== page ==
"The two sides are... still oceans apart on fish and, I’m told, making very little progress. The so-called level playing field on trade rules and standards remains contentious," says James Forsyth, political editor of The Spectator, in his weekly column for The Times.
EU leaders will meet on November 19 for a scheduled European Council summit, which will take place virtually owing to the covid-19 pandemic. It had been hoped that enough progress in talks would have been made to allow leaders to sign off on a deal, however media reports suggest leaders will have to concede to further negotiations.
The two sides would still have a European Council meeting scheduled for 10-11 December at which either a deal could be endorsed or the Brexit transition extended beyond December 31, although failure to produce one this week could see confidence in Sterling tested.
"The EU views this as a crucial moment given that the European parliament needs time to ratify the deal. Perhaps more time can be put on the clock somehow. But things will undoubtedly become more complicated if there isn’t an agreement by the end of (this) week," adds Forsyth.
Above: GBP/USD reached a two-month high last week before retreating. Lock in current rates for use over coming months if you wish to protect your payments budget, learn how.
The 'complications' referred to in the above would likely lead to rising anxieties concerning the Pound and it could trend lower in an atmosphere of rising political tensions.
There were expectations that the departure last week of the chief advisor to Boris Johnson, Dominic Cummings, would lead to a potential softening in the UK's stance that would ultimately shoo in a deal.
However, a report out on Sunday confirms that it is Johnson who remains the "hardest in the room" in his unwillingness to budge to secure a Brexit deal, suggesting talks will indeed run until the very end.
For now, the Pound is however displaying a market that is ultimately still somewhat expectant of a deal being achieved, the currency starts the new week slightly softer against the majority of its peers, but is nevertheless at levels consistent with a multi-week uptrend sequence. The Pound-to-Euro exchange rate is at 1.1146, having been as low as 1.0762 in September. The Pound-to-Dollar exchange rate is at 1.3211, having been been as low as 1.2626 on September 23.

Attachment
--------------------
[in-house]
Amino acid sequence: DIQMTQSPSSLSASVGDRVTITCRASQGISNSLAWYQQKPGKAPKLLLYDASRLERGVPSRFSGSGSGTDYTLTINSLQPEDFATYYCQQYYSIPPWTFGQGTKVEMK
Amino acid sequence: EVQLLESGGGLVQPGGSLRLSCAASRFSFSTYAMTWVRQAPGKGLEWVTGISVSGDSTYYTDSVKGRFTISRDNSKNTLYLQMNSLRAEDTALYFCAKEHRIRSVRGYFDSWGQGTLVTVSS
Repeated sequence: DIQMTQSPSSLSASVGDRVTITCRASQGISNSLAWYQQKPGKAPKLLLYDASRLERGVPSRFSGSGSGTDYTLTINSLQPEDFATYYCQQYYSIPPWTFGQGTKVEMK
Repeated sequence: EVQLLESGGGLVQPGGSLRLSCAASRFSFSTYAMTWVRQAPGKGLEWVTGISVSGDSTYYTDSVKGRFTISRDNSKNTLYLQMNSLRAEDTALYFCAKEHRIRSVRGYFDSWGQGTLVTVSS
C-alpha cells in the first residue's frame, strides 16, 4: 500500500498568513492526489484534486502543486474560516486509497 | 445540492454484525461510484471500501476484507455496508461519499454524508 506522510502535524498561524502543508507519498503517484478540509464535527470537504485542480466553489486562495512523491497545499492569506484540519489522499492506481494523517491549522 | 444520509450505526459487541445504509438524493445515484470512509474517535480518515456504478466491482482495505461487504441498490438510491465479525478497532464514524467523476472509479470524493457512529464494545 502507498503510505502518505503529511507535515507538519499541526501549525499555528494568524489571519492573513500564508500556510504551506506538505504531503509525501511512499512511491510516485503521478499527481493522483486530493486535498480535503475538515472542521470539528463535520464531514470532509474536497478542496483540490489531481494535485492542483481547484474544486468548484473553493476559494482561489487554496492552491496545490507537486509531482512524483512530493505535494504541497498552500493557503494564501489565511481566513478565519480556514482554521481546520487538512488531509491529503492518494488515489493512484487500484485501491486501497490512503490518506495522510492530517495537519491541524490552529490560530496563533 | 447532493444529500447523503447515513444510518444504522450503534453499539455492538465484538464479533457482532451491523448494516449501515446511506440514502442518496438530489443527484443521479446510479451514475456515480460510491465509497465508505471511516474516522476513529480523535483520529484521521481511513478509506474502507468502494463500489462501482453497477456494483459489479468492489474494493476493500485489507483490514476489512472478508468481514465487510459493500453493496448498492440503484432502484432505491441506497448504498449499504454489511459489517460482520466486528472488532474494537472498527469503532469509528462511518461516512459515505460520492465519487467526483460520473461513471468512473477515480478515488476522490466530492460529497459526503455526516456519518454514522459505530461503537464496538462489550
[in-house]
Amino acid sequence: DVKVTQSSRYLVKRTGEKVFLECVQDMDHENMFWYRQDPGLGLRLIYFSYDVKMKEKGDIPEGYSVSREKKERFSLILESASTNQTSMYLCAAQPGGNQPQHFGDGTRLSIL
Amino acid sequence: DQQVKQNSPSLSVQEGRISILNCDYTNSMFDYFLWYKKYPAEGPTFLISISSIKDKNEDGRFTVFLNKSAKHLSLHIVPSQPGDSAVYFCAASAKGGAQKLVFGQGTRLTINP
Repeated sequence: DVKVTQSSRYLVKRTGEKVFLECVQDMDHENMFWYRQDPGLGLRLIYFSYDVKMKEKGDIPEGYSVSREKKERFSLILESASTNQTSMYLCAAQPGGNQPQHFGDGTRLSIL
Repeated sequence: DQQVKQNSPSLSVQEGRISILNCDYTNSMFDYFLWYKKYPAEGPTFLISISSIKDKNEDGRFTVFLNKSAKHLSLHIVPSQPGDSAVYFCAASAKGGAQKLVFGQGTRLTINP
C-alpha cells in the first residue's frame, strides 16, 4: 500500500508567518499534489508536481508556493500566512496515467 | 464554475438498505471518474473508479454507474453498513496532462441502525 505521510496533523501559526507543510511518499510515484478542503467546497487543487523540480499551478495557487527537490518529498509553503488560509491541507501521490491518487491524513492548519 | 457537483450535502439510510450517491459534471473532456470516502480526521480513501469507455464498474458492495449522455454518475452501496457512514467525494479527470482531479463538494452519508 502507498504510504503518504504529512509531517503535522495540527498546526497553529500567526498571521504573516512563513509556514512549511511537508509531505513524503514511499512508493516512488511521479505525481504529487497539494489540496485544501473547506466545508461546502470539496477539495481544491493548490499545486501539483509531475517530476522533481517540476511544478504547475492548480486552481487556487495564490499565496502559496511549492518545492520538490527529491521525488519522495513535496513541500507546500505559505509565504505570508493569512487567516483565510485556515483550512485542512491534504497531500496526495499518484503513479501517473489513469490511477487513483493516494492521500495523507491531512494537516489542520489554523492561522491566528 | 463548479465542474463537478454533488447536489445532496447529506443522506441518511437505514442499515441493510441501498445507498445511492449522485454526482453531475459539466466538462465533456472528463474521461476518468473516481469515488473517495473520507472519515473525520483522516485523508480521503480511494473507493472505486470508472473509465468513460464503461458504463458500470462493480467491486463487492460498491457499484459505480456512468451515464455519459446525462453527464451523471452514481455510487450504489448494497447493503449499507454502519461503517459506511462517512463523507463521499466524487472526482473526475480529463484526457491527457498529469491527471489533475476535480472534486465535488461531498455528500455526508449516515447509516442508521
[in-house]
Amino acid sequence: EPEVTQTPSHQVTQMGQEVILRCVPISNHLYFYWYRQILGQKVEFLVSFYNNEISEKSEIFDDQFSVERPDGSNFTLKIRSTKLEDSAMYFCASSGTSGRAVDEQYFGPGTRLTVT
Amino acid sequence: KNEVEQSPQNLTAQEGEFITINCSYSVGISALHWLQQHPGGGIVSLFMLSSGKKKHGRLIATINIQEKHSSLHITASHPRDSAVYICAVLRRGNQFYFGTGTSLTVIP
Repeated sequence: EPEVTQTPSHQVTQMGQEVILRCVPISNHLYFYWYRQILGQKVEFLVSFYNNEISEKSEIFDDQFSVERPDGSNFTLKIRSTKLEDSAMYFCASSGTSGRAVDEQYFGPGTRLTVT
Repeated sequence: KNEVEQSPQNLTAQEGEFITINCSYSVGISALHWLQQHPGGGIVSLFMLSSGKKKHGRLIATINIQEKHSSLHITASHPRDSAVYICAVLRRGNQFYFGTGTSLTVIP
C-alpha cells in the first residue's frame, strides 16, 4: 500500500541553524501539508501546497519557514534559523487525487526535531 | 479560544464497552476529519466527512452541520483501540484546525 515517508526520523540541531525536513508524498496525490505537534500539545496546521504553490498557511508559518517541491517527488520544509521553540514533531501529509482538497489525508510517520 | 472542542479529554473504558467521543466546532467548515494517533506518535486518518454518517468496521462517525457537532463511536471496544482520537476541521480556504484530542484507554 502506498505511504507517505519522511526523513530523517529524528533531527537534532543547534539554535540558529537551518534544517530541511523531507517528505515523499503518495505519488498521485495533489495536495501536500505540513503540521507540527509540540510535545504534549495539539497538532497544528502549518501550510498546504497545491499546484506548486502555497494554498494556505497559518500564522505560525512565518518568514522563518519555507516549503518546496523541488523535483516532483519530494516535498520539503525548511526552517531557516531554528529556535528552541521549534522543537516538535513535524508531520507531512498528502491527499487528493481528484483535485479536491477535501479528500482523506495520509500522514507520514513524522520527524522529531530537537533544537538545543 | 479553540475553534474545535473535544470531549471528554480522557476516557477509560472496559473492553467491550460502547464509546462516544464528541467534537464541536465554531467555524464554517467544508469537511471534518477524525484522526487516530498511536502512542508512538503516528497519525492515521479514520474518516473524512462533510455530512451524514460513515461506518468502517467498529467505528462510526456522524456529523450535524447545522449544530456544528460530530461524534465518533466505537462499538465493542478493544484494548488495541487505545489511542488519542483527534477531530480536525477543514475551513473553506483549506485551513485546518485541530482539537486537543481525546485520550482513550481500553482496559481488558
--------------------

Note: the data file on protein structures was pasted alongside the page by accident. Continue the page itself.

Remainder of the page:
Despite ever-present anxieties, the Pound does appear to be holding ground.
"While time for a deal is definitely running out, the way the Pound trades suggests some people are hoping a deal can be struck," says Kit Juckes, Global Head of FX Strategy at Société Générale. "Maybe some bears are throwing in the towel."
Juckes says he will be surprised if GBP/USD is anywhere near current levels by the end of this week, "but is it going to 1.25 or 1.35?" he ponders.
Credit Suisse's Jonathan Pierce says he has initiated a 'short' trade (a sell) on the EUR/GBP exchange rate in anticipation of a bounce in Sterling, with a stop-loss set at 0.9020 in the event that this bet on Sterling gains goes wrong.
Looking at this from the other angle, this is a buy on GBP/EUR with a stop-loss target set at 1.1086.
"I tend to think a deal will be forthcoming... after the recent GBP fall I favour buying dips in Cable (GBP/USD) in the 1.3100/20 zone," says Pierce.
"The pace of negotiations seems to have slowed right down now we are at the major sticking points, maybe we need to have both sides more inline on when the deadline is to build the will for that final agreement (maybe from political leaders) to occur – the problem is that the Europeans need more time to ratify the deal so views are currently somewhat misaligned. Cable on a 1.30 handle would represent good value as we still believe the deal will be done but that if it is the topside will indeed be relatively limited," says a note from the foreign exchange dealing desk at JP Morgan in London.